Pore-size constraints on the activity and survival of subsurface bacteria in a late cretaceous shale-sandstone sequence, northwestern new mexico

J. K. Fredrickson, J. P. McKinley, B. N. Bjornstad, P. E. Long, D. B. Ringelberg, D. C. White, L. R. Krumholz, J. M. Suflita, F. S. Colwell, R. M. Lehman, T. J. Phelps, Tullis C. Onstott

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184 Scopus citations


This research was supported by the Deep Microbiology Subprogram of the Subsurface Science Program, Office of Health and Environmental Research, U.S. Department of Energy (DOE). The continued support of Dr. F. J. Wobber is greatly appreciated. Pacific Northwest National Laboratory is operated for the DOE by Battelle Memorial Institute under contract DE-AC06-76RLO 1830To investigate the distribution of microbial biomass and activities to gain insights into the physical controls on microbial activity and potential long-term survival in the subsurface, 24 shale and sandstone cores were collected from a site in northwestern New Mexico. Bacterial biomass in the core samples ranged from below detection to 31.9 pmol total phospholipid fatty acid (PLFA) g-1 of rock with no apparent relationship between lithology and PLFA abundance. No metabolic activities, as determined by anaerobic mineralization of [14C]acetate and [14C]glucose and35SO42 reduction, were detected in core samples with pore throats <0.2 µmn in diameter, smaller than the size of known bacteria. However, enrichments revealed the presence of sulfate-reducing bacteria, and35SO42 reduction was detected upon extended (14 days) incubation in some small-pore-throat samples. In contrast, relatively rapid rates of metabolic activity were more common in core samples containing a significant fraction of pore throats >0.2 fan in diameter. These results suggest that subsurface bacteria require interconnected pore throats greater than 0.2 μm diameter for sustained activity but that viable bacteria can be maintained and stimulated in poorly permeable rocks, such as shales, with restrictive pore throat diameters. In addition, the detrital organic matter in the small-pore-diameter shales is not subject to direct microbial attack. Rather, bacteria in adjacent sandstones with a more open pore structure are probably sustained by endogenous nutrients that are slowly released from the shale. These results have implications for the long-term maintenance of anoxia and the impact of anaerobic biogeochemical processes on groundwater chemistry.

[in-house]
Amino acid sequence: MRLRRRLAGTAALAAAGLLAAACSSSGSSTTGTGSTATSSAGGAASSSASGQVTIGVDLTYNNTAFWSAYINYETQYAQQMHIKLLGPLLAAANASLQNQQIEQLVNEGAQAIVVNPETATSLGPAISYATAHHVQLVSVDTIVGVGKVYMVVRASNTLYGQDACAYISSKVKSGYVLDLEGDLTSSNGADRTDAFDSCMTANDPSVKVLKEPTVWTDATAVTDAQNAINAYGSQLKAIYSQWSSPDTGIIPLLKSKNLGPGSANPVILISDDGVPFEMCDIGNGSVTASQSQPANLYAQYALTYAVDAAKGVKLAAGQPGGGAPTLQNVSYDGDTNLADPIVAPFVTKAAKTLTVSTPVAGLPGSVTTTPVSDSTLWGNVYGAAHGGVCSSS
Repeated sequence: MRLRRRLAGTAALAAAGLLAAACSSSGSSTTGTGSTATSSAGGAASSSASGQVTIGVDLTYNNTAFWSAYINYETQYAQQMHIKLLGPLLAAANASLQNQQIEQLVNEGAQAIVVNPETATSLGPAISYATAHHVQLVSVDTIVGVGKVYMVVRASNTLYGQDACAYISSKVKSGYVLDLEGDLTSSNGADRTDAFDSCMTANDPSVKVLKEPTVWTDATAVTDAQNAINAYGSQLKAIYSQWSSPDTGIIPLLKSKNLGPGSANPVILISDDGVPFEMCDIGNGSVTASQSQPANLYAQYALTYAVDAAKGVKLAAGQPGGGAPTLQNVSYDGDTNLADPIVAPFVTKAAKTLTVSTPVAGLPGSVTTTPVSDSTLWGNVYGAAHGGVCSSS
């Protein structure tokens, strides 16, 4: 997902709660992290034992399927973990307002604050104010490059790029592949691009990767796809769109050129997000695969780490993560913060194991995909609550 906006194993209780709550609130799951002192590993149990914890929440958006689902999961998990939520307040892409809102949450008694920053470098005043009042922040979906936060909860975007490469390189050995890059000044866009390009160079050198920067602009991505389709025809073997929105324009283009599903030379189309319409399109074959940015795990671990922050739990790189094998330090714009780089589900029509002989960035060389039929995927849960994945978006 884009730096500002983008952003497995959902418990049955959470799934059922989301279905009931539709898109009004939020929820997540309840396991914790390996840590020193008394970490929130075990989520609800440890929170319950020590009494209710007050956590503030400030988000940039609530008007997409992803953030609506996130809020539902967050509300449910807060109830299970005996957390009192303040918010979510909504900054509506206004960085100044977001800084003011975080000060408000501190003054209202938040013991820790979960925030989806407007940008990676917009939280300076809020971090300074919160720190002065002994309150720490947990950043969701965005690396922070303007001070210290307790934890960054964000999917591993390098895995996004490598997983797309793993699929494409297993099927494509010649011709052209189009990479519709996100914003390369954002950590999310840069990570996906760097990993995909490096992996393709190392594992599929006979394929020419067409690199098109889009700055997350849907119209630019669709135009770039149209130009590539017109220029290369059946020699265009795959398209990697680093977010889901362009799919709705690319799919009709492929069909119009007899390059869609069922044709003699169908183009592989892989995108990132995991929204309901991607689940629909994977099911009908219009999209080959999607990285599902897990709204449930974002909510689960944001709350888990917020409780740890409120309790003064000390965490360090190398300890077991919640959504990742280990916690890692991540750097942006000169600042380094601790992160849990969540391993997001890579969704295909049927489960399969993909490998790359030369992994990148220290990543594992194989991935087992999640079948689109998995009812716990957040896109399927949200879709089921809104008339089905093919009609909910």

Original languageEnglish (US)
Pages (from-to)183-202
Number of pages20
JournalGeomicrobiology Journal
Issue number3
StatePublished - 1997

All Science Journal Classification (ASJC) codes

  • Microbiology
  • Environmental Chemistry
  • General Environmental Science
  • Earth and Planetary Sciences (miscellaneous)


  • Phospholipid fatty acid
  • Pore size
  • Sandstone
  • Shale
  • Subsurface
  • Sulfate reduction


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